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TitleMake a monitor that displays a value using a vertical bar gauge that seems to float above other applications in VB .NET
DescriptionThis example shows how to make a vertical bar gauge that monitors a value in Visual Basic .NET. The bars in the gauge float above the desktop while showing whatever lies below them in between the bars. This example shows how to move the form to the screen's lower-right corner, how to give the form a convenient scale, how to update the display when a timer fires, and how to make parts of a form transparent.
Keywordsgauge, bar, bar gauge, floating bar gauge, TransparencyKey, monitor, VB.NET
CategoriesGraphics, VB.NET
When the program starts, it sets its TransparencyKey property to its background color. That makes parts of the form that have this color transparent. The program will later draw where it wants the form to be visible.

The form's Load event handler also sets the form's size and calls subroutine LowerRight.

Private Sub Form1_Load(ByVal sender As System.Object, ByVal _
    e As System.EventArgs) Handles MyBase.Load
    Me.TransparencyKey = Me.BackColor
    Me.Size = New Size(16, 200)
End Sub
Subroutine LowerRight moves the form to the screen's lower right corner. It uses the SystemInformation object's WorkingArea property to see where the work area is and moves the form.
' Move the form to the lower right corner.
Private Sub LowerRight()
    Const GAP As Integer = 4

    Dim working_area As Rectangle = _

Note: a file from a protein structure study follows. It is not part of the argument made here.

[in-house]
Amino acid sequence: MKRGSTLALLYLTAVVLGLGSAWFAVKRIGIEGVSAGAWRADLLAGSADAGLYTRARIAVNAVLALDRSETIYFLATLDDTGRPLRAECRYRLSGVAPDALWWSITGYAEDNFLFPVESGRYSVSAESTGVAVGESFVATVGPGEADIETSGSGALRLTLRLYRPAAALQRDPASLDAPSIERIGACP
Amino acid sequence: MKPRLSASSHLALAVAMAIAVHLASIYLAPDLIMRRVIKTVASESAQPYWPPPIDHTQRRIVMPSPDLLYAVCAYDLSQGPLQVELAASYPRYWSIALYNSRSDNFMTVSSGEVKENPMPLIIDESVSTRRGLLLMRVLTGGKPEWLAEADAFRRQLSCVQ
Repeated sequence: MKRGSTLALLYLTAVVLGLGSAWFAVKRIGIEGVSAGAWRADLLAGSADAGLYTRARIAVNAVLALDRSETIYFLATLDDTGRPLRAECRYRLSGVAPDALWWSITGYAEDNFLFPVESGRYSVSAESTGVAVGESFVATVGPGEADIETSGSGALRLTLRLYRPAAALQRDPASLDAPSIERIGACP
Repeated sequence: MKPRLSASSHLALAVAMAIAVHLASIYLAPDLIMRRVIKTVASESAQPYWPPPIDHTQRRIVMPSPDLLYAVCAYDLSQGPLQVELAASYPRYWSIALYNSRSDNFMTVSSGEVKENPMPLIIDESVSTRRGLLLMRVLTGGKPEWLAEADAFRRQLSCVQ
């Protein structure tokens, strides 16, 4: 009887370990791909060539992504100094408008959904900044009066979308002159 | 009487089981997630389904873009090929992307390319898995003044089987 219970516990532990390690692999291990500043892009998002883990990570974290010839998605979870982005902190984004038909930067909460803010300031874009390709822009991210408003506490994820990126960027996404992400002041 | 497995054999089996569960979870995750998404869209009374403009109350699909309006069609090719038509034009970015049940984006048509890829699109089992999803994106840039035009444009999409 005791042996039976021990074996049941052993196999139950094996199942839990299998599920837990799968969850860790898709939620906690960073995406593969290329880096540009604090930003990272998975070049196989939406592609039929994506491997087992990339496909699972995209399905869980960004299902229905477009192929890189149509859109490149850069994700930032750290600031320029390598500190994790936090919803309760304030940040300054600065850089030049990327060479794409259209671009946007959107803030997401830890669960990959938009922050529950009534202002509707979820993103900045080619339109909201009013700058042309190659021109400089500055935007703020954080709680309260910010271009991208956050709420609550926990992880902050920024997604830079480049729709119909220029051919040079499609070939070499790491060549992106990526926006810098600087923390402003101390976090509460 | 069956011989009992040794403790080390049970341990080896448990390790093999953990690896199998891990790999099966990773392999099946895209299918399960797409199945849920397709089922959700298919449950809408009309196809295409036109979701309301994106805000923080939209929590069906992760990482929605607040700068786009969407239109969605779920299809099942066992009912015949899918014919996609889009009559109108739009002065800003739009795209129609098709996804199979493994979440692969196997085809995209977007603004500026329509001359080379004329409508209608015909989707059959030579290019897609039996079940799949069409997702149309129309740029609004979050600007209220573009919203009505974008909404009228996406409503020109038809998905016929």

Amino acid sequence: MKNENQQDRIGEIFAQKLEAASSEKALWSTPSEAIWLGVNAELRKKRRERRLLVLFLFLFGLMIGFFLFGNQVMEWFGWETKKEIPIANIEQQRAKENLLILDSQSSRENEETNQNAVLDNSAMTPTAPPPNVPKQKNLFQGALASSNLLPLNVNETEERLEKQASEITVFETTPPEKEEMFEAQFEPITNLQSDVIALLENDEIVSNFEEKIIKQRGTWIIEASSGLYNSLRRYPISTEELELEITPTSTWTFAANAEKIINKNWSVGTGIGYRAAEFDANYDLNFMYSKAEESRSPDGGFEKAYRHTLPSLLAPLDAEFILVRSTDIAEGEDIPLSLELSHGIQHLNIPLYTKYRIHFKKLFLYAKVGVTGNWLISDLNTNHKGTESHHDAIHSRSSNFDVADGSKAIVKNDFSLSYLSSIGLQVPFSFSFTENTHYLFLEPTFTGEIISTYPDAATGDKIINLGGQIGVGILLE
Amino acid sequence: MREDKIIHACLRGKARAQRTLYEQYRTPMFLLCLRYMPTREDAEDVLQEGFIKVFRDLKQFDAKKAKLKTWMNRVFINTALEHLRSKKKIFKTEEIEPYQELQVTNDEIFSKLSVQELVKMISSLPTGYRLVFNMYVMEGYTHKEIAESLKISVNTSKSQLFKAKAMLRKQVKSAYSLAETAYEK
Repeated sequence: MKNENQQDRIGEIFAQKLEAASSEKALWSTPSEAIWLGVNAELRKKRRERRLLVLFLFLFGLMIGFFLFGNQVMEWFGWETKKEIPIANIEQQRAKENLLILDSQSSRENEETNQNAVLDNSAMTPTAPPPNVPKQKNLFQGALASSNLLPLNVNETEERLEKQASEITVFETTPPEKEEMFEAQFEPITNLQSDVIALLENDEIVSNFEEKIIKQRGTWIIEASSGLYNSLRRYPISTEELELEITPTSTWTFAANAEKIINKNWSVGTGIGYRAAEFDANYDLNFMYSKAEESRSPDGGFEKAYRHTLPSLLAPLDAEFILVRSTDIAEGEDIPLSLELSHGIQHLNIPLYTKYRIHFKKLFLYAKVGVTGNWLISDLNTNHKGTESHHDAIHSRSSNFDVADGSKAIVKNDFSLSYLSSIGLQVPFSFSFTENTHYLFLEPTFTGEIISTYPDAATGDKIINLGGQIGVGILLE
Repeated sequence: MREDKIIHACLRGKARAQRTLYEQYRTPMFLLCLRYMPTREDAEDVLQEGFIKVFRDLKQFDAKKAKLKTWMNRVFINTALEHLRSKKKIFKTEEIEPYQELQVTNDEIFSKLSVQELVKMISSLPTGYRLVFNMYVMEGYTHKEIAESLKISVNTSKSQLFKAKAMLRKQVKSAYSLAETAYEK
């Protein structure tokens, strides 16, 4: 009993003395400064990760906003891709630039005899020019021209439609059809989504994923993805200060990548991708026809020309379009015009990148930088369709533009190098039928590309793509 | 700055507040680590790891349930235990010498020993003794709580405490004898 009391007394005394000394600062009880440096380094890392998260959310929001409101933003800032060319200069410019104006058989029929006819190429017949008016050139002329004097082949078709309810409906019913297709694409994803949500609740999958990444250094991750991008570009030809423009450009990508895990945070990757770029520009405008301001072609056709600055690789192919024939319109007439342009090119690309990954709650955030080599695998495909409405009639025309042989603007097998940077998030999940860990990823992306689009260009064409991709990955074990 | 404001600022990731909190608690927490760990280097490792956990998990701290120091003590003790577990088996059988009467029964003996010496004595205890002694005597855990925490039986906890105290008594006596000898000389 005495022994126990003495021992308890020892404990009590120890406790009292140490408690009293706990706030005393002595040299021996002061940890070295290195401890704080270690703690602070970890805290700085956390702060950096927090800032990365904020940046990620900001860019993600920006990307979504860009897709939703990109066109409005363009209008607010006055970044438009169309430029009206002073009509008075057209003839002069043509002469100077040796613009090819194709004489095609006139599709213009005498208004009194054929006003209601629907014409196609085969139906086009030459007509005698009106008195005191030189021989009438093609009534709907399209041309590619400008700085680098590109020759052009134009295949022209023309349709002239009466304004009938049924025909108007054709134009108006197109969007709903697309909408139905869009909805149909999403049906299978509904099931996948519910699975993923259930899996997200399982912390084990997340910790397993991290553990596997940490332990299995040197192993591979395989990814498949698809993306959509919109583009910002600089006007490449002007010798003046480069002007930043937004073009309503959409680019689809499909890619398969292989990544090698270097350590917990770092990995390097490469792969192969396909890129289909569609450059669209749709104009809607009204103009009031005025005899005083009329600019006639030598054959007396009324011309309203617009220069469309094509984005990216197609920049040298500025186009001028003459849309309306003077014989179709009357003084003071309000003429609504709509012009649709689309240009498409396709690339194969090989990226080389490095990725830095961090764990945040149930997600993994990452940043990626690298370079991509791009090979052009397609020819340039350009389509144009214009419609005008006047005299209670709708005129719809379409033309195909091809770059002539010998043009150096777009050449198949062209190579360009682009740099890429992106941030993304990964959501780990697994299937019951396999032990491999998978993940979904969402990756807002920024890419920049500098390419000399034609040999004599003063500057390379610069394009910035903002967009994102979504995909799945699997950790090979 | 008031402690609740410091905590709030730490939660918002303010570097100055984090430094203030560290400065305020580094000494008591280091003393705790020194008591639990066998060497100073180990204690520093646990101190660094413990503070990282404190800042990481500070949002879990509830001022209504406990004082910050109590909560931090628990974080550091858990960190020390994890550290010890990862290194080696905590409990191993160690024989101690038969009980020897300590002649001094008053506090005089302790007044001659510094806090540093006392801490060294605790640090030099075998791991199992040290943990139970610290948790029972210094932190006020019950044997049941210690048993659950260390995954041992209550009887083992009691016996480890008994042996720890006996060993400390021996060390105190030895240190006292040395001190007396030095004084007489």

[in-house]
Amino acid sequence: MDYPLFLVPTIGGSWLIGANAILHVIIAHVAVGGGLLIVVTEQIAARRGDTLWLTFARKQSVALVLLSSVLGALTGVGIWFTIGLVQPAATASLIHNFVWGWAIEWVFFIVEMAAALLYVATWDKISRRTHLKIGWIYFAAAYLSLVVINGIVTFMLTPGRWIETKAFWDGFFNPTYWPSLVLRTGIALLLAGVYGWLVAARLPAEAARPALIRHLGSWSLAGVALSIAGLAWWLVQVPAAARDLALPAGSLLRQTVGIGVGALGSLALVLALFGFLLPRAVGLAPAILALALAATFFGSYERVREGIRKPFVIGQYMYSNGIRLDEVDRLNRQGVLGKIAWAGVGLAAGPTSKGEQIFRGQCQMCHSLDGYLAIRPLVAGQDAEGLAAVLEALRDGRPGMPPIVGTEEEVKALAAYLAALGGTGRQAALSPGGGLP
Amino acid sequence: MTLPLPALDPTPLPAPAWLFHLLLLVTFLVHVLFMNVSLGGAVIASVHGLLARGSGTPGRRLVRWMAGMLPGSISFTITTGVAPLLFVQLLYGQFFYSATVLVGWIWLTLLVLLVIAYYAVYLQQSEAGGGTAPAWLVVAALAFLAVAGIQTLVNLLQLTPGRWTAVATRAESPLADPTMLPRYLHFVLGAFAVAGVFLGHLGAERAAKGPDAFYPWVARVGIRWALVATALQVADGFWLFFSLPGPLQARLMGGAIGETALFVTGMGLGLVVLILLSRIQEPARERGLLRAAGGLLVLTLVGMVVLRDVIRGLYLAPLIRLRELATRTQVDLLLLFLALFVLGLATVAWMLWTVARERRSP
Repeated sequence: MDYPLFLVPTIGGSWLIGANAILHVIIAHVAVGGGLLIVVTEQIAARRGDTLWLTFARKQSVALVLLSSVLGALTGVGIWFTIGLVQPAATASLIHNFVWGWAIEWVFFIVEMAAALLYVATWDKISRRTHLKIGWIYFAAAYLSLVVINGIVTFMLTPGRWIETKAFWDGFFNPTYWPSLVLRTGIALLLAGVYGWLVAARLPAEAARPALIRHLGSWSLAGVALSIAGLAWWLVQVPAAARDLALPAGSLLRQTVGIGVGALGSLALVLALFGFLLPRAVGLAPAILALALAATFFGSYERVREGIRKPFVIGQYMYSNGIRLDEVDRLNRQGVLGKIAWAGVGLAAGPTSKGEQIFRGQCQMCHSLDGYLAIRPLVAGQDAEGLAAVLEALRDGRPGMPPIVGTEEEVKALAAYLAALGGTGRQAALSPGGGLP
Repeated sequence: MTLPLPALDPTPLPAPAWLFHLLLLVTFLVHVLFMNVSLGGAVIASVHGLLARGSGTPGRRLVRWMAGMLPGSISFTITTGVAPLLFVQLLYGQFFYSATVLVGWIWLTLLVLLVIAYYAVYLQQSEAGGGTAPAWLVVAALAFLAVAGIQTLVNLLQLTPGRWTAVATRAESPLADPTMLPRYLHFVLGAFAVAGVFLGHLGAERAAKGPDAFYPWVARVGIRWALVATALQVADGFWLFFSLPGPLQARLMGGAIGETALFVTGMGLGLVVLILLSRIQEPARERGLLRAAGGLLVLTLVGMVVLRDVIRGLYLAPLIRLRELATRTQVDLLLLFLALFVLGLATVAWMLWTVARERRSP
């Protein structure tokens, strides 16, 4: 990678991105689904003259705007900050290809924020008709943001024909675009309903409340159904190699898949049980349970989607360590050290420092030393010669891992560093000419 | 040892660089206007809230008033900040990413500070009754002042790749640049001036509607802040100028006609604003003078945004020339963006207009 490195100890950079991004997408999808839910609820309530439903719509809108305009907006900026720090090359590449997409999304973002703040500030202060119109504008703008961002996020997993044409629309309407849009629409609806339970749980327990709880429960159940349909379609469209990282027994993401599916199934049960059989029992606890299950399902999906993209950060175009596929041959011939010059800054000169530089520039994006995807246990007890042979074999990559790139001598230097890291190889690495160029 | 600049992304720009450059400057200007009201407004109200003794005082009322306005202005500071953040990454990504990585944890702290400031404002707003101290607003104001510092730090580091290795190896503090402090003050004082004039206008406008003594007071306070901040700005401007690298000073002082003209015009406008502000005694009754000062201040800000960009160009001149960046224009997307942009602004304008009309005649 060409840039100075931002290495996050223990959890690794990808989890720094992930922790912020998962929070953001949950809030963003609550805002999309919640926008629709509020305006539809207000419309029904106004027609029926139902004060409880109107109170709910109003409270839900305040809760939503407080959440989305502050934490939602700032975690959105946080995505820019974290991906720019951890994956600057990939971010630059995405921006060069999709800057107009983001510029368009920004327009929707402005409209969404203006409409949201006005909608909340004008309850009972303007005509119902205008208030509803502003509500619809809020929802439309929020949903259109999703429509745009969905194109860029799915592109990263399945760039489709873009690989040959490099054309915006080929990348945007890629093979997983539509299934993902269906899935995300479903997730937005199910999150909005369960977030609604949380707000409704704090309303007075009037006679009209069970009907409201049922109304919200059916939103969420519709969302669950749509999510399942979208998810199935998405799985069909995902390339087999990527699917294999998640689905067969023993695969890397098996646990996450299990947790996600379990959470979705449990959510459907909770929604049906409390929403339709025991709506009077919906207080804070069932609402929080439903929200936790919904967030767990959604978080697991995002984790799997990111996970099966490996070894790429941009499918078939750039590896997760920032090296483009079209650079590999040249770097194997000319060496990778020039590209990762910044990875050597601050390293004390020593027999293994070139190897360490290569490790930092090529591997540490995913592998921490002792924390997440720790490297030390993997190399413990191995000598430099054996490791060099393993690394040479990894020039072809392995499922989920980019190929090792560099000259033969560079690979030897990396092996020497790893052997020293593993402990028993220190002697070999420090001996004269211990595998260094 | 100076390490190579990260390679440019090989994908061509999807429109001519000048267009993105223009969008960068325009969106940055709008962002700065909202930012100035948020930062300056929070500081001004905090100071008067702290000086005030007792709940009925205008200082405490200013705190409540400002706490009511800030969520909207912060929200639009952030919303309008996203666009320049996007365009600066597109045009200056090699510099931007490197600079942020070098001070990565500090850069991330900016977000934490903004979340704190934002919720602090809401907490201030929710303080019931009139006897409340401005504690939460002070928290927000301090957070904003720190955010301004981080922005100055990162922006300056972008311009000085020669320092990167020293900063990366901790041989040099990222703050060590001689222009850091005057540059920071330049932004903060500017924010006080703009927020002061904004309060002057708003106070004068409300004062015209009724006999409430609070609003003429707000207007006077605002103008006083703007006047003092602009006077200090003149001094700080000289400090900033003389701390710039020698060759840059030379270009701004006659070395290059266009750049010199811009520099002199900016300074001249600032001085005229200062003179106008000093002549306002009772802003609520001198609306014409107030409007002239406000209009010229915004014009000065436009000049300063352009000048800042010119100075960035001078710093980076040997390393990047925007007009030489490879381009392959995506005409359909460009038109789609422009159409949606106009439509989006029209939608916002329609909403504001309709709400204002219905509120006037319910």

Dim x As Integer = _
        working_area.Left + working_area.Width - _
        Me.Width - GAP
    Dim y As Integer = _
        working_area.Top + working_area.Height - _
        Me.Height - GAP
    Me.Location = New Point(x, y)
End Sub
When the tmrChangeStats timer fires its Tick event, the program changes the value of the m_Value variable and then calls the form's Refresh method to make it redraw itself.
Private m_Value As Double = 50

Private Sub tmrChangeStats_Tick(ByVal sender As _
    System.Object, ByVal e As System.EventArgs) Handles _
    Const DTHETA As Single = PI / 20
    Static theta As Single

    m_Value = _
        Sin(theta) * 25 + _
        Cos(2 * theta) * 15 + _
    theta = theta + DTHETA

End Sub
The Paint event handler first transforms its Graphics object so the point (0, 0) is in the form's lower left corner and the point (10, 100) is in the lower right. You can change the values 10 and 100 to make things convenient for your program.

Next the code loops over rectangles that it might want to fill. If a rectangle's Y value is less than or equal to the program's current value m_Value, then the program fills in that rectangle in blue. If the rectangle's Y value is greater than m_Value, then the program fills it with powder blue. In either case, the rectangle does not have the form's background color (red) so it is visible.

Private Sub Form1_Paint(ByVal sender As Object, ByVal e As _
    System.Windows.Forms.PaintEventArgs) Handles _
    ' Transform so (0,0) is in the lower left corner
    ' and (10, 100) is in the upper right.
    e.Graphics.ScaleTransform( _
        CSng(Me.ClientSize.Width / 10), _
        -CSng(Me.ClientSize.Height / 100))
    e.Graphics.TranslateTransform( _
        0, Me.ClientSize.Height, _

    ' Draw the value.
    Const BAR_HGT As Integer = 2
    For i As Integer = 0 To 100 Step BAR_HGT + 1
        If i <= m_Value Then
            e.Graphics.FillRectangle(Brushes.Blue, 0, i, _
                10, BAR_HGT)
            e.Graphics.FillRectangle(Brushes.PowderBlue, 0, _
                i, 10, BAR_HGT)
        End If
    Next i
End Sub
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